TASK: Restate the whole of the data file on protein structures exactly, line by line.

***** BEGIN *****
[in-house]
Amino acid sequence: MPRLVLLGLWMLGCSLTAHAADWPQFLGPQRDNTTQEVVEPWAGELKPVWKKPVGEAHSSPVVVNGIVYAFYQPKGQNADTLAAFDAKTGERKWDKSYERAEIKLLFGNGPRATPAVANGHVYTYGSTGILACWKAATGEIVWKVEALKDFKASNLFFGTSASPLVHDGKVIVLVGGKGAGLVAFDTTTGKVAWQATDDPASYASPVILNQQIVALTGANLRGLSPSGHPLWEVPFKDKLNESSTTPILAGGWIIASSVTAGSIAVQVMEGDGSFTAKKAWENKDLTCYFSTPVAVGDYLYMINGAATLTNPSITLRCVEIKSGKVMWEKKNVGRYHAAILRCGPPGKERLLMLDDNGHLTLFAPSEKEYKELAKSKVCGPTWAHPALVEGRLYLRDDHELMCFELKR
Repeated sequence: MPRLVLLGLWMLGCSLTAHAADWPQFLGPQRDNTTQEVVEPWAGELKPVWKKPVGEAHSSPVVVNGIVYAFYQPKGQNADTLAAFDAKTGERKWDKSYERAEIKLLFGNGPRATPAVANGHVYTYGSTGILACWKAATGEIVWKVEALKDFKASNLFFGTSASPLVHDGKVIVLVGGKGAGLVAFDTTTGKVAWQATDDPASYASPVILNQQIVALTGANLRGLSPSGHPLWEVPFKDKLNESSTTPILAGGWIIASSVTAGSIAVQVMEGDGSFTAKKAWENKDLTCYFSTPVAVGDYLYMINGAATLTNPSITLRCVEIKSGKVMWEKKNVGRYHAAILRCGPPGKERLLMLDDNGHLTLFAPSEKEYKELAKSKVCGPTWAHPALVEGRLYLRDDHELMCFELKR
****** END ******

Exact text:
[in-house]
Amino acid sequence: MPRLVLLGLWMLGCSLTAHAADWPQFLGPQRDNTTQEVVEPWAGELKPVWKKPVGEAHSSPVVVNGIVYAFYQPKGQNADTLAAFDAKTGERKWDKSYERAEIKLLFGNGPRATPAVANGHVYTYGSTGILACWKAATGEIVWKVEALKDFKASNLFFGTSASPLVHDGKVIVLVGGKGAGLVAFDTTTGKVAWQATDDPASYASPVILNQQIVALTGANLRGLSPSGHPLWEVPFKDKLNESSTTPILAGGWIIASSVTAGSIAVQVMEGDGSFTAKKAWENKDLTCYFSTPVAVGDYLYMINGAATLTNPSITLRCVEIKSGKVMWEKKNVGRYHAAILRCGPPGKERLLMLDDNGHLTLFAPSEKEYKELAKSKVCGPTWAHPALVEGRLYLRDDHELMCFELKR
Repeated sequence: MPRLVLLGLWMLGCSLTAHAADWPQFLGPQRDNTTQEVVEPWAGELKPVWKKPVGEAHSSPVVVNGIVYAFYQPKGQNADTLAAFDAKTGERKWDKSYERAEIKLLFGNGPRATPAVANGHVYTYGSTGILACWKAATGEIVWKVEALKDFKASNLFFGTSASPLVHDGKVIVLVGGKGAGLVAFDTTTGKVAWQATDDPASYASPVILNQQIVALTGANLRGLSPSGHPLWEVPFKDKLNESSTTPILAGGWIIASSVTAGSIAVQVMEGDGSFTAKKAWENKDLTCYFSTPVAVGDYLYMINGAATLTNPSITLRCVEIKSGKVMWEKKNVGRYHAAILRCGPPGKERLLMLDDNGHLTLFAPSEKEYKELAKSKVCGPTWAHPALVEGRLYLRDDHELMCFELKR